In a recent post, I outlined who I thought the winners and losers of the recently passed HCR bill. Much as I projected, businesses and their employees are among the first to be directly affected by the new regulations and taxes.
This article in the Wall Street Journal sums up, rather nicely, some of these early consequences of the congressional and presidential march towards socialism.
- Medtronics announced it may have to lay off up to 1,000 workers in order to pay for their new obligations. Rather ironic, considering that those employees probably considered their jobs to be safe. After all, Medtronics makes medical equipment – the last industry you would think would suffer layoffs from a health care bill.
- Verizon sent an email to all of their employees, suggesting that the company will likely have to reduce health benefits, due to increased costs incorporated in the new law. Yes, that’s right. People with quality coverage are losing that quality as a direct result of the “reform.”
- Caterpillar announced they anticipate $100M in extra health care costs.
- AT&T announced a $1B charge-off, directly resulting from increased medical expenses.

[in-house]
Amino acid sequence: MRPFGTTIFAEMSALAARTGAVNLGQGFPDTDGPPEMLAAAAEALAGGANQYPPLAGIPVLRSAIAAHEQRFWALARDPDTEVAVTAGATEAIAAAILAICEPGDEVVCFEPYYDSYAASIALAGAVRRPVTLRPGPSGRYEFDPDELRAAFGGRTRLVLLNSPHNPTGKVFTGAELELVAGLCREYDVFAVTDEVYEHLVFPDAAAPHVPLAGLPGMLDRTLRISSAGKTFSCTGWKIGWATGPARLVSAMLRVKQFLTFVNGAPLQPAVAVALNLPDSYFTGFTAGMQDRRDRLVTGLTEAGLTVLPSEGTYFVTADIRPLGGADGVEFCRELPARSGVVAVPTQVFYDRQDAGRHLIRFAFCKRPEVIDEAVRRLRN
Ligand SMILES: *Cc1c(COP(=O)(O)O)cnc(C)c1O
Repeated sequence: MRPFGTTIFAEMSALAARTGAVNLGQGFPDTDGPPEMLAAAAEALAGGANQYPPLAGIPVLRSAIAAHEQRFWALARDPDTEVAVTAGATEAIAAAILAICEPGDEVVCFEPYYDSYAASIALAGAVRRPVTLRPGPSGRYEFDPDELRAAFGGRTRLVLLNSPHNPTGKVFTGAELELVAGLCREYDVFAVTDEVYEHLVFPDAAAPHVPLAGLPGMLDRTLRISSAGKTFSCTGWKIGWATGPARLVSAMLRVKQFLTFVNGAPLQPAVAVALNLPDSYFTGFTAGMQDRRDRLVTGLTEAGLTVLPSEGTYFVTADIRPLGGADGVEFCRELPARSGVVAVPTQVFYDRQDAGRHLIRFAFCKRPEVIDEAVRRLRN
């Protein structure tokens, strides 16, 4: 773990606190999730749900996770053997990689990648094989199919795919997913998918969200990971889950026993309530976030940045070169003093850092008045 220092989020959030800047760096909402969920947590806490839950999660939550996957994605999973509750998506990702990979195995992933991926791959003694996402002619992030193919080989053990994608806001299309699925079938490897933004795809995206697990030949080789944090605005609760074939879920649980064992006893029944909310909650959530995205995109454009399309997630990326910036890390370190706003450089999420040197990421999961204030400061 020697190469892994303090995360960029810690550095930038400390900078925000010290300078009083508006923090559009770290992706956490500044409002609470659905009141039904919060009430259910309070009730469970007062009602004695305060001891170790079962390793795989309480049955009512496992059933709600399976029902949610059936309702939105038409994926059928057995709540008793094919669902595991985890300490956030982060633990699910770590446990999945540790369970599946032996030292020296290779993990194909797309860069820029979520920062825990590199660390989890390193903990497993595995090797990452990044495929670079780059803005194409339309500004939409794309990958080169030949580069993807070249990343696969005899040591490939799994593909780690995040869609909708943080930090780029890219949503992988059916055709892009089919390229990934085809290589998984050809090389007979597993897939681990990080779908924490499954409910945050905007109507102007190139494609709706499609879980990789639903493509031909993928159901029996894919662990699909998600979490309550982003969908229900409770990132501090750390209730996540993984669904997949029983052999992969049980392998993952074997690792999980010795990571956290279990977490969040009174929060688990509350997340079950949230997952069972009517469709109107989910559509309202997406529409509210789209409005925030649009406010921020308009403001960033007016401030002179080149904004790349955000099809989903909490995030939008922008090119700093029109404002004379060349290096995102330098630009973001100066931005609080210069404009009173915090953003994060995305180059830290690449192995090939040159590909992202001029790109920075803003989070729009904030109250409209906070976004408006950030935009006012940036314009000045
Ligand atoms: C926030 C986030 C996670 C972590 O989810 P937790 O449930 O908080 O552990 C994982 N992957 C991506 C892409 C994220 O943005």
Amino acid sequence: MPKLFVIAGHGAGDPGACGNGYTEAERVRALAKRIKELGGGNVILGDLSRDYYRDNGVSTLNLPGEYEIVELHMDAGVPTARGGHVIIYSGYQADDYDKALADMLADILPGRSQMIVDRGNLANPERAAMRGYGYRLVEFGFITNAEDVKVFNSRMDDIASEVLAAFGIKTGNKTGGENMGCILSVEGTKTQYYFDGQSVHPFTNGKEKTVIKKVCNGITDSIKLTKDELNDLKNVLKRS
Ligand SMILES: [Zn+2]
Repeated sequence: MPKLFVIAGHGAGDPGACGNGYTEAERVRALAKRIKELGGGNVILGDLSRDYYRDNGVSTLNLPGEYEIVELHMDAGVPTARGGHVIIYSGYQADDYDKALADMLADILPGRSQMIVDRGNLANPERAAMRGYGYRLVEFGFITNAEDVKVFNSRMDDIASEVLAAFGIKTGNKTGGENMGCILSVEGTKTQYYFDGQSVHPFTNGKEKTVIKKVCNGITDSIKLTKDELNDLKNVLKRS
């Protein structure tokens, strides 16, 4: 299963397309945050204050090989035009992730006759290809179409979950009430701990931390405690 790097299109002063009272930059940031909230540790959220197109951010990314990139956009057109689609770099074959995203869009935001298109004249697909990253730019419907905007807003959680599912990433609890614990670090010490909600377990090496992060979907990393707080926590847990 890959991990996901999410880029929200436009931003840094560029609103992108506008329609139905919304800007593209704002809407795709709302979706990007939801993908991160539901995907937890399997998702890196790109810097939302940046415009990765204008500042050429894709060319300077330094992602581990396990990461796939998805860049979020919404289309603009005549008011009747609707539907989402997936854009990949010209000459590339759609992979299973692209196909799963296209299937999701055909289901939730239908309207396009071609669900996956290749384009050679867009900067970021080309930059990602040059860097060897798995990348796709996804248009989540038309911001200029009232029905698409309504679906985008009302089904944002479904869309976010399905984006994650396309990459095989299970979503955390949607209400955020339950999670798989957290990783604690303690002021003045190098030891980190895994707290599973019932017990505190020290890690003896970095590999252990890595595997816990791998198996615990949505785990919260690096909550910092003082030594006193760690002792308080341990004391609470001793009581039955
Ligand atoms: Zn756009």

What is particularly troubling about these announcements are the industries they represent: medical technology, telecommunications and manufacturing.
Telecom: AT&T and Verizon are the nation’s two largest telecom providers. Their combined announcements represent a troubling issue for the industry as a whole. Given the fierce competition in this sector (in case you hadn’t noticed, per-subscriber rates have dropped by nearly 20% over the past 12 months, largely spurred by competition from smaller carriers) and that both are now in the middle of major technology upgrades, there really is nowhere else for them to turn to make up the shortfall except by whacking health benefits. The pressure on smaller or regional telecom providers will be even more intense.